Designing a New Profit Center

Michael Pope, president of Safety Technologies Inc. and Audio Video Interiors Inc. of Medina, Ohio, has been charging design fees for his security and high-end A/V installations for almost 10 years. Pope came to learn the true costs for preparing “free” designs was one of his largest overhead expenses. Further analysis also showed his closing percentage remained the same; he just wasn’t paying for the free proposals any longer. It’s a profit-making tool more integrators should consider, he says.

What first-step advice can you give to an integrator who wants to begin a design fee policy?

The first step is to believe that the most valuable thing you have to offer is your knowledge and experience. Don’t give it away for free. Next, develop a process, a set of deliverables and documentation for your design services. Document your success stories by providing prospects testimonials, awards, etc. Develop a culture in your company that rewards achievements and certifications. Once your staff sees the results of their labor publicized or a glowing testimonial from a happy client, they develop a sense of pride. We post all of our staff’s certifications and training accomplishments on our Wall of Fame. It is the first thing we show a prospect when they enter our design center. If you act like a professional consultant, your prospect will treat you like one.

How do you determine the cost of a design?

We charge by the hour, estimating the amount of time we feel it will take to design the customer’s project. We provide a detailed log of all time used and bill for more if necessary or credit the unused portion toward the cost of the job.

Is there a minimum equipment threshold used to determine when a design fee is charged?

If the project is simple and straightforward, we don’t charge for design services. If a designer is required to look at the jobsite or engineer a solution, then we charge for the services. Basically, $450 would be three hours of design time. Regardless of the amount, once a prospect has paid you for services, they become a client. The buyer-seller relationship is different from that time forward. For example, selling a change order to a customer is easier than selling a new system to a prospect because the client thinks of you differently. They trust you.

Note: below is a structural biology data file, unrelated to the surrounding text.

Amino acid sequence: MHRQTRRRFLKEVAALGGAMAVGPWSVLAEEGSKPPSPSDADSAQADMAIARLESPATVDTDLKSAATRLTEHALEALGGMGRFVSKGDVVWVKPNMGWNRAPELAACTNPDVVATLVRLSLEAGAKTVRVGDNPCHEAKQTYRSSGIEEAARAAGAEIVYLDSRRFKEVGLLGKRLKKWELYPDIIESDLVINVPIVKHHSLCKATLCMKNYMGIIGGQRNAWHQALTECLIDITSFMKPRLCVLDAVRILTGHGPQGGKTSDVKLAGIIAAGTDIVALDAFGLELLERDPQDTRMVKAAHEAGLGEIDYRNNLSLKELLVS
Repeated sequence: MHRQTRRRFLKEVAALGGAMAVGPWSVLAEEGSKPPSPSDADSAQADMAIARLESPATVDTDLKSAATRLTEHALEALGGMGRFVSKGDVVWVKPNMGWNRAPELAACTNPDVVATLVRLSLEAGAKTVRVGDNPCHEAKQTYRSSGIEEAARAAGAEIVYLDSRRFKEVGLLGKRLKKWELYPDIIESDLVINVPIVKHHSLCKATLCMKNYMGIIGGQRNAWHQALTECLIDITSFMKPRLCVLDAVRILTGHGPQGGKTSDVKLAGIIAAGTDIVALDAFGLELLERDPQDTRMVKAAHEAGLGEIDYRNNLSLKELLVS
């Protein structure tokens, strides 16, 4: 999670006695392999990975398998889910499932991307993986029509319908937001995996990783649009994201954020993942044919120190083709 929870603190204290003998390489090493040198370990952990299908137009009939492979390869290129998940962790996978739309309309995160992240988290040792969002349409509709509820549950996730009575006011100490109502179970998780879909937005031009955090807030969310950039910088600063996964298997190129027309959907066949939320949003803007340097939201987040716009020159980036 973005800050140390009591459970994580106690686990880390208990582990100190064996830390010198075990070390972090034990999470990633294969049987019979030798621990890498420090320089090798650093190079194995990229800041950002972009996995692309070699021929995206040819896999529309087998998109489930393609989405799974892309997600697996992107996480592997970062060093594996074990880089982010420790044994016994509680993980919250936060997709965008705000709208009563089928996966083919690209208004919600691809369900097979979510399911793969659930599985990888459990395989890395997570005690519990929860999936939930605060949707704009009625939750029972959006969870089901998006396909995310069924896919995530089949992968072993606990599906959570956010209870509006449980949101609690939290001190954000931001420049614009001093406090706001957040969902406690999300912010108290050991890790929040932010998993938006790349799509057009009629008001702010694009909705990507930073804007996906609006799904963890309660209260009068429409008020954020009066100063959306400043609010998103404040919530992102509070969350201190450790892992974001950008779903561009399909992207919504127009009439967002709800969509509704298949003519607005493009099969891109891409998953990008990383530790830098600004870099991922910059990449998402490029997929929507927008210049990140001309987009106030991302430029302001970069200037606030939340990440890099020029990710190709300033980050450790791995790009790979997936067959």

So your design department has become a true profit center?

Our design department has been a true profit center. First, it established professionalism in our sales approach that helps us win projects even when we are the higher priced solution. Our designers also act as project managers for our bigger projects, which we also charge for by the hour.

Do you often lose jobs because the customer refuses to pay a design fee?

We don’t lose out on too many jobs because of our design fee philosophy. First, we explain that the design is the most important part of any system. We show our prospects the national awards that we have won, largely due to superior designs. We explain that design time is always factored into the proposal costs of a project. We think it makes more sense to pay for it upfront and get a good design. Once a client pays for a design they own it. They can put it out to bid or they can continue forward with our installation services. We explain that if they choose to bid it, they will get quotes that are apples to apples making it easier to make good hiring decisions.

When selling the customer, how important is it to distinguish a true design from another competitor’s proposal?

When you are charging for design services it is imperative that you establish credibility through certifications, awards and testimonials. Of course, you must have the capability to actually do true designs. If you prepare a proposal and call it a design, it will backfire on you and you will lose all credibility. We show our clients what true designs actually look like typically, showing them the design documents associated with one of our award-winning projects.

What if the customer already claims to have a design? What then is your next move in trying to win the job?

When a prospect states they have a free proposal from one of my competitors, I tell them that if they have a design that meets their needs and budget requirements, send it over. We bid on jobs all the time! In many cases, they send over our competitor’s proposals. At this point, if the design is credible, we will quote it. If it is lacking, we respectfully decline to bid explaining that there is a deficiency. More often than not, the prospect will have us prepare a proper design. Worst case, we get last look at the project and bid it.

Has charging for designs become more difficult during these challenging economic times?

Business is more difficult in general. When we provide a design service for a client, the very first thing we do is work with the client to determine a budget for the project. Once determined, our mission is to provide a solution that meets their needs and comes in at or below budget. Again, in our model they aren’t paying more, they are just paying for the design first and the installation second. They benefit from our experienced designers working with them to maximize their investment. It goes without saying that your company’s philosophy must be to look out for your customer’s benefit, always, and never taking advantage of their trust. Do that and your customers will always take care of you.

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